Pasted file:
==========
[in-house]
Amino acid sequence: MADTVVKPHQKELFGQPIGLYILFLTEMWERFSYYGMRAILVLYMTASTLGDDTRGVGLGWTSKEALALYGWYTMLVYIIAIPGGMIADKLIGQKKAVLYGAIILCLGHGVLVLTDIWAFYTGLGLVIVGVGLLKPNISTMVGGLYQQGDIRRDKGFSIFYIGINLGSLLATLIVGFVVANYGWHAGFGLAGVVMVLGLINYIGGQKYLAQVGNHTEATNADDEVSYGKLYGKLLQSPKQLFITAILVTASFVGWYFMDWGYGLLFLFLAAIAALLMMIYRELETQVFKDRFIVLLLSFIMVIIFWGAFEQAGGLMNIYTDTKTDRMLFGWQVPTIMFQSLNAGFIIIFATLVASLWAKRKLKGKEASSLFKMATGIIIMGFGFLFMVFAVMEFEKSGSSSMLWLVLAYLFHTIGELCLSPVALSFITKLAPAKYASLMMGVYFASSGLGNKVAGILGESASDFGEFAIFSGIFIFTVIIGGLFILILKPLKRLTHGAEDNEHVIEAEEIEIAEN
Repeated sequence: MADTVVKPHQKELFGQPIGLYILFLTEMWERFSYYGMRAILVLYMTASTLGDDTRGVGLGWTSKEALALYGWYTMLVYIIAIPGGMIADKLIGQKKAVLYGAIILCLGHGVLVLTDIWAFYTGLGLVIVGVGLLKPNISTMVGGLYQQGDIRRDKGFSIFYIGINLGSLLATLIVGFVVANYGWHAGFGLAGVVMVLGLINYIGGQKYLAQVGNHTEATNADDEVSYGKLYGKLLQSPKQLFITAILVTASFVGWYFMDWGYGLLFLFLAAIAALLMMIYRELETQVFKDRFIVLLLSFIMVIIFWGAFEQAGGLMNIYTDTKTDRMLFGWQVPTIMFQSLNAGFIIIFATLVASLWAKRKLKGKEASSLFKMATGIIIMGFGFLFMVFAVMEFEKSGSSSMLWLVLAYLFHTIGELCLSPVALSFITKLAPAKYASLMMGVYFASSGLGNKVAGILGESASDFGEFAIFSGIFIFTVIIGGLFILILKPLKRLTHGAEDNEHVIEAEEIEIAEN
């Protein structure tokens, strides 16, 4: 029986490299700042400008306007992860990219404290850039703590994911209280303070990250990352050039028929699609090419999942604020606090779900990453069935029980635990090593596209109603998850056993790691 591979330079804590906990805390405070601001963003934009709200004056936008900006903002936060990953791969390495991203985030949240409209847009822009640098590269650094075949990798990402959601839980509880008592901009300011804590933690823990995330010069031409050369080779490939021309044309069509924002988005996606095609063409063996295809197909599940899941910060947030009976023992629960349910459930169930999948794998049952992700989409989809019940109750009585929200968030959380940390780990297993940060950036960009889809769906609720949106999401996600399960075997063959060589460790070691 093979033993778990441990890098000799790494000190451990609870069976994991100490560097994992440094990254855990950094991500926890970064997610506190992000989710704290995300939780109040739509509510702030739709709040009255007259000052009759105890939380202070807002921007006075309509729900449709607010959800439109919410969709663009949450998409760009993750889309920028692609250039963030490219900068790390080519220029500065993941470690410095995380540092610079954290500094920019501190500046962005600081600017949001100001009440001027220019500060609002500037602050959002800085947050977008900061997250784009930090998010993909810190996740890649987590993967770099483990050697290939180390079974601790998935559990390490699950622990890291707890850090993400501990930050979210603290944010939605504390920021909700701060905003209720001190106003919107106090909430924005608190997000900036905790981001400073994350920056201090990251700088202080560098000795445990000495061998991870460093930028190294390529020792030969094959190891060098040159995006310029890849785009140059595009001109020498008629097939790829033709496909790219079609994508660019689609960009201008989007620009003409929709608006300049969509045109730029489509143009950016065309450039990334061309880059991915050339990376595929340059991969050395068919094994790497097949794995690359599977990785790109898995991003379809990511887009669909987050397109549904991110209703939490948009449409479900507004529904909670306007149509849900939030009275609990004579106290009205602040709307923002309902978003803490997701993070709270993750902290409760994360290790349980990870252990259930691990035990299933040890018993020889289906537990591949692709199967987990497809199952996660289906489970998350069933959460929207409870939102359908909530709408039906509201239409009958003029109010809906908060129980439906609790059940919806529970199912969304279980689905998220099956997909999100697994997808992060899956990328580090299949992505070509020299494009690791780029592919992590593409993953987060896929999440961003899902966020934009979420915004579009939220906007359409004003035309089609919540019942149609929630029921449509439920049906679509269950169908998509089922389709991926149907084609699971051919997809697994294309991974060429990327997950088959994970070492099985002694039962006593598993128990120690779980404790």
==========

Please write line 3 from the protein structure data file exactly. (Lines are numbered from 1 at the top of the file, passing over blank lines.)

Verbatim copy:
Repeated sequence: MADTVVKPHQKELFGQPIGLYILFLTEMWERFSYYGMRAILVLYMTASTLGDDTRGVGLGWTSKEALALYGWYTMLVYIIAIPGGMIADKLIGQKKAVLYGAIILCLGHGVLVLTDIWAFYTGLGLVIVGVGLLKPNISTMVGGLYQQGDIRRDKGFSIFYIGINLGSLLATLIVGFVVANYGWHAGFGLAGVVMVLGLINYIGGQKYLAQVGNHTEATNADDEVSYGKLYGKLLQSPKQLFITAILVTASFVGWYFMDWGYGLLFLFLAAIAALLMMIYRELETQVFKDRFIVLLLSFIMVIIFWGAFEQAGGLMNIYTDTKTDRMLFGWQVPTIMFQSLNAGFIIIFATLVASLWAKRKLKGKEASSLFKMATGIIIMGFGFLFMVFAVMEFEKSGSSSMLWLVLAYLFHTIGELCLSPVALSFITKLAPAKYASLMMGVYFASSGLGNKVAGILGESASDFGEFAIFSGIFIFTVIIGGLFILILKPLKRLTHGAEDNEHVIEAEEIEIAEN